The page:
Tomorrow Is Not Promised
“Tomorrow, So ya gotta hang on ‘Til tomorrow, Come what may,Tomorrow!, Tomorrow!, I love ya, Tomorrow!, You’re always a day away” Martin Sharnin
Death is not a pleasant discussion perhaps but it is definitely an inevitable one. In fact being aware that you are going to die will enrich your life. Knowing that life is temporary will make your appreciate it more and allow you to enjoy the journey.
I recall how my dad would boast about death and how we would discover the secret to life’s greatest mystery. He wasn’t boasting in the hospital when he got the news that doctors could do nothing for him and that his life was reduced to days. I tried to talk to him about God but he rebuked me in a growl, “I’m trying to figure out how to survive, I got no time for that.” In the end despite his agnosticism and that I never saw him set a foot in a church besides for weddings and funerals he called for the catholic priest. I guess he was hedging his bets.
My dad definitely improved over time. The unapproachable ogre mellowed out a great deal after his heart attacks. When he retired he seemed to refocus on life. He did more things for personal enjoyment. He loosened up on his tight finances and ate out in restaurants and went on vacations. In particular he liked to go on cruises.
I think that my mental illness had a profound effect on my dad. I was in engineering school and when I got sick it put an end to that. Later in life he would remark that if I stayed in school I would be something now. My dad could say insensitive and stupid things without realizing it.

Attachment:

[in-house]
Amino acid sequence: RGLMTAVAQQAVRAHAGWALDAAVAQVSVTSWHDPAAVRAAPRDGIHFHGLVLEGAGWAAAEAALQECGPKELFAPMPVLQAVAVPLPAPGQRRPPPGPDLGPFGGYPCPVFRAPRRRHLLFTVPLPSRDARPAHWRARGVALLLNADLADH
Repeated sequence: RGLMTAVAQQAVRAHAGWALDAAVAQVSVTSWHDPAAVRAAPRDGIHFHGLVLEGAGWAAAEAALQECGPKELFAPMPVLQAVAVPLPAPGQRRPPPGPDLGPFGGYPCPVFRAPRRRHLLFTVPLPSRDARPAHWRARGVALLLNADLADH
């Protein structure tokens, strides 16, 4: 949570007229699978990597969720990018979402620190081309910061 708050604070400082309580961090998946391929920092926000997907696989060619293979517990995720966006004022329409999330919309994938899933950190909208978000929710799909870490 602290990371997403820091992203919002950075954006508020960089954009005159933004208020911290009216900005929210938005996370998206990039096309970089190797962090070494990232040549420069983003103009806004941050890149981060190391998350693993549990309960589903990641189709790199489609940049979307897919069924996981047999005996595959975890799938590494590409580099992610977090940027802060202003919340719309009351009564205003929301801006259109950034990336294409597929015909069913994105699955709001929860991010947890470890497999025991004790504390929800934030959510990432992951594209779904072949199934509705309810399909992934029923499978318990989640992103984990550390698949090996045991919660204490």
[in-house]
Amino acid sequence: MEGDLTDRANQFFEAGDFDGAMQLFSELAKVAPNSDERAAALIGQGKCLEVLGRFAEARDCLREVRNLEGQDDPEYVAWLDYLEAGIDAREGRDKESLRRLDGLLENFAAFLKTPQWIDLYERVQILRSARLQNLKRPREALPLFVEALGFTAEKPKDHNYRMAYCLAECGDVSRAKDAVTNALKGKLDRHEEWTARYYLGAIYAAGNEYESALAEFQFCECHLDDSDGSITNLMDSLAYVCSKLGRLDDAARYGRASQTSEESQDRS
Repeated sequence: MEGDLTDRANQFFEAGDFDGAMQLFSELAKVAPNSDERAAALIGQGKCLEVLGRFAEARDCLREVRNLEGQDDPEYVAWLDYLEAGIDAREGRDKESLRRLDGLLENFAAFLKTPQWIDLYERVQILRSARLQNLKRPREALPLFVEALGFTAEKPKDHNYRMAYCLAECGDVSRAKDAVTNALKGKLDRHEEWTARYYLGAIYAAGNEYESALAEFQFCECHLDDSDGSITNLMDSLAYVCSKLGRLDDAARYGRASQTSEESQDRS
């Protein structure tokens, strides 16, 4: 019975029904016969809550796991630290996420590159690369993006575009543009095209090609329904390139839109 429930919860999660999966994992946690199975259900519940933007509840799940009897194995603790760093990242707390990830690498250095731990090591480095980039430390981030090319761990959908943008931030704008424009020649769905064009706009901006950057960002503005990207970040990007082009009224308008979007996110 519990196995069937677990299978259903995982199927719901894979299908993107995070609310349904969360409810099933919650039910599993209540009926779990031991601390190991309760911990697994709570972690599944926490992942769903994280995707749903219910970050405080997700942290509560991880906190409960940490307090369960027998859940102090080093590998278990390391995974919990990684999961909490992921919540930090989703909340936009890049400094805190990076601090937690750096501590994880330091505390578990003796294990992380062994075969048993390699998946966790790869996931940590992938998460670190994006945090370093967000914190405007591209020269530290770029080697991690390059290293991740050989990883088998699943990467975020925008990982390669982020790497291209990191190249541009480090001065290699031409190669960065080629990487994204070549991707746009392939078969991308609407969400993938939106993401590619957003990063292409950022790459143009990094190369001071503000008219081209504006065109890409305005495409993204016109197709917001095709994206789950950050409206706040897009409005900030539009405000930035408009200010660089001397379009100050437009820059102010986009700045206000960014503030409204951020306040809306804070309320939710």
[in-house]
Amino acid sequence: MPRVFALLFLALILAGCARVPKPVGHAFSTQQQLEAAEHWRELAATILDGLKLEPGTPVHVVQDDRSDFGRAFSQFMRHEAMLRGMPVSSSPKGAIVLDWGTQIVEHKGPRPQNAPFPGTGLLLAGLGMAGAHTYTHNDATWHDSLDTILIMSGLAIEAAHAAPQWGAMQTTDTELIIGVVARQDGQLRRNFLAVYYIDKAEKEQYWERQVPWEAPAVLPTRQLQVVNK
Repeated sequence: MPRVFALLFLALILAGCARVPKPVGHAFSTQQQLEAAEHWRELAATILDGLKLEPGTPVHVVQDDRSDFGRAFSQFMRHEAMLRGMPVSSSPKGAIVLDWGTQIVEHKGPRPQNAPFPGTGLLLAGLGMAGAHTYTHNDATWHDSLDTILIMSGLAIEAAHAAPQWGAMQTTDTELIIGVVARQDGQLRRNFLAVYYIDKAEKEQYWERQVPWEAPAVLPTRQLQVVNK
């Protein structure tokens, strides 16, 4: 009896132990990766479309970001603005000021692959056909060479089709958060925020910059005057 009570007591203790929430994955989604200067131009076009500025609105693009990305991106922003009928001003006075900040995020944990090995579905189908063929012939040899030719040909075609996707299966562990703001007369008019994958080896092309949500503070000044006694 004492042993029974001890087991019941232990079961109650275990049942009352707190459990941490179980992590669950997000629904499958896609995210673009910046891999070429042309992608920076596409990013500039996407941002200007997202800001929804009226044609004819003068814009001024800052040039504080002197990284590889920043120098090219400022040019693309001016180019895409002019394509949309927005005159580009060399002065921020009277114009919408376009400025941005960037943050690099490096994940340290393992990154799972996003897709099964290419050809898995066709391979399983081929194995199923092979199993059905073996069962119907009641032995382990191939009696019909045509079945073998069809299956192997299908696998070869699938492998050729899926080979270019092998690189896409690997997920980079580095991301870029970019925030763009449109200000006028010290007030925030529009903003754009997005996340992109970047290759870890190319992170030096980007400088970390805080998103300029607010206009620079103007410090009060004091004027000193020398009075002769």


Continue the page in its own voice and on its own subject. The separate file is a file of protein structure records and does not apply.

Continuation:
I firmly believe that when we look at tomorrow we should be full of hope. We should ignore the great challenges this world will face, but rather the opportunity that we will be given in the aftermath of the storm. We need to create a movement for the betterment of mankind predicated on the philosophy of human kindness. If you can’t be nice to your fellow human being I really don’t care what your message is, by your actions you have already invalidated your theorems.
My dad of course was a product of his time as we are all. He grew up in the depression. Once he remarked to me that his dad was a baker so they never went hungry. My dad was drafted for the Korean war. This despite that his mother was a widow, he had a family, and that his brothers were in the service. They needed his specialty so the violated their own rules. My dad also remarked once how traumatic graduate school was, that he had nightmares from it. These three events shaped my dad’s outlook on life.
A broken man is a strong man. The sturdy oak will fall in the storm but the blades of grass will pass unharmed. I have seen in my life many an arrogant man, I once was in their number. Mental illness if nothing else will deflate your ego. Though I wouldn’t wish such affliction on my worst enemy I am a better man for the heavy burden of the cross. Some lessons can only be learned through experience.
I am a different person then my dad. Primarily I am a man of faith while he is a man of science. Still I find myself acting out some of his mannerisms. I have to catch myself and reprogram my mind not to follow his bad habits. Of course the good habits I embrace. My dad was a hard working man, and spent his money wisely.
So my dad has made the trip we all must take. I won’t boast and say I’ll be leaving here with more bravery or courage. Death is a tricky thing and one never knows how one will act until they are put in the situation. From my faith I look forward to tomorrow, yet by my humanity I am quite happy it is a day away.
Here is a book of looking into tomorrow with science fiction’s eye, “From Chaos To Cosmos” https://johnkaniecki.weebly.com/from-chaos-to-cosmos.html
Kaniecki, J. (2018). Tomorrow Is Not Promised. Psych Central. Retrieved on April 24, 2018, from https://blogs.psychcentral.com/fragments/2018/03/tomorrow-is-not-promised/